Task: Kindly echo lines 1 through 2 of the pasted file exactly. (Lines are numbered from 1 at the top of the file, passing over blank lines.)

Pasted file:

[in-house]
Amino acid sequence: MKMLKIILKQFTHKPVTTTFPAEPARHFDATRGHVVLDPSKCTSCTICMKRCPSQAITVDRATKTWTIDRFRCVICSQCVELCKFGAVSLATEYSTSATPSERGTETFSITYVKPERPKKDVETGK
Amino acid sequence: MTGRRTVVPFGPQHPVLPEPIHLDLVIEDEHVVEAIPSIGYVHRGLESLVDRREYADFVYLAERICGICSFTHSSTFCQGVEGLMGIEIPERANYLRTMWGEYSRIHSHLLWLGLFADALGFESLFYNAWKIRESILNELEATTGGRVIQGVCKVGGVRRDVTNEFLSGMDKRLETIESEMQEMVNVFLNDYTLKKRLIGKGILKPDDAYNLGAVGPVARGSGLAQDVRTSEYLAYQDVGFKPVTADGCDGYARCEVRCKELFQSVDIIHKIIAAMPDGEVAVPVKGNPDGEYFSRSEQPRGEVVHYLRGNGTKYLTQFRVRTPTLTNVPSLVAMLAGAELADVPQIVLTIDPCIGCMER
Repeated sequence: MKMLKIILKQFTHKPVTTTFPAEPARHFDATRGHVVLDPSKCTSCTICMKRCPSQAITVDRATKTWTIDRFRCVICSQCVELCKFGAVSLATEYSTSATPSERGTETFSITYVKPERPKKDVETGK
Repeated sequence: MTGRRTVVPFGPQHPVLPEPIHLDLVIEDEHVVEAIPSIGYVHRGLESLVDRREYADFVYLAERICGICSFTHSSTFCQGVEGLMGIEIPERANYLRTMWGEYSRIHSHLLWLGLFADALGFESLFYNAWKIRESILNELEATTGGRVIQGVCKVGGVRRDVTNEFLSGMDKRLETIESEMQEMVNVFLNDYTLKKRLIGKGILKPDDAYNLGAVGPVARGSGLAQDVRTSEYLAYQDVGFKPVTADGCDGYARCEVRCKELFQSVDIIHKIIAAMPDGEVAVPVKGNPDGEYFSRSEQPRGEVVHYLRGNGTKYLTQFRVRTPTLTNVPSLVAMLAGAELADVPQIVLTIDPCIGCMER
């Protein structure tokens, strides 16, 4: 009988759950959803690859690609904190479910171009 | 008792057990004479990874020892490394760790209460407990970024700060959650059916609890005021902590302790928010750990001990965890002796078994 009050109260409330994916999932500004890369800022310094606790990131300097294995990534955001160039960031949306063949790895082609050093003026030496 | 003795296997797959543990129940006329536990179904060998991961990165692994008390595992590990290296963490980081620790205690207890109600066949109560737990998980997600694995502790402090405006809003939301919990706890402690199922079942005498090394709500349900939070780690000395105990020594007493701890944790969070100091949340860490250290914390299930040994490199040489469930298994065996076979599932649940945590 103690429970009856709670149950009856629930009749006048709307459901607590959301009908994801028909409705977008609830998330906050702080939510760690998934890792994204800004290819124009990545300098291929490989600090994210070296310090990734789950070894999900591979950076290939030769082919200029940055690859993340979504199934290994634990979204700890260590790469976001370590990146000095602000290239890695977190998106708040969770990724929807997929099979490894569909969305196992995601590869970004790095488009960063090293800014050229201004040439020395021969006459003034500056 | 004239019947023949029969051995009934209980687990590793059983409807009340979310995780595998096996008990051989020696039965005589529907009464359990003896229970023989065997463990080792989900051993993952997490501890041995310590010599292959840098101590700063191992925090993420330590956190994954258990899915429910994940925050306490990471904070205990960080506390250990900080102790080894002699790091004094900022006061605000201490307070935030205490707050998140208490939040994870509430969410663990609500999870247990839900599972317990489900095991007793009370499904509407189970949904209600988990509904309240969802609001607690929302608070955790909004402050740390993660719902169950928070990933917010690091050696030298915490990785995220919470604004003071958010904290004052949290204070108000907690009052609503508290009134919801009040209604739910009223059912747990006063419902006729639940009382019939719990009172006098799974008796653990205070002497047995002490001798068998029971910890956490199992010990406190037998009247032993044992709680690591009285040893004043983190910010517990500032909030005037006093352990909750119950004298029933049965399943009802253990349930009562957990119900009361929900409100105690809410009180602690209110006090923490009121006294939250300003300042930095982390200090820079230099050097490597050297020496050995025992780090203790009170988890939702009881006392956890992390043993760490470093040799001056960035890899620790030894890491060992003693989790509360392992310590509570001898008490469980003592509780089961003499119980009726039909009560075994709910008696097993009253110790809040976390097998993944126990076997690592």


[in-house]
Amino acid sequence: MKMLKIILKQFTHKPVTTTFPAEPARHFDATRGHVVLDPSKCTSCTICMKRCPSQAITVDRATKTWTIDRFRCVICSQCVELCKFGAVSLATEYSTSATPSERGTETFSITYVKPERPKKDVETGK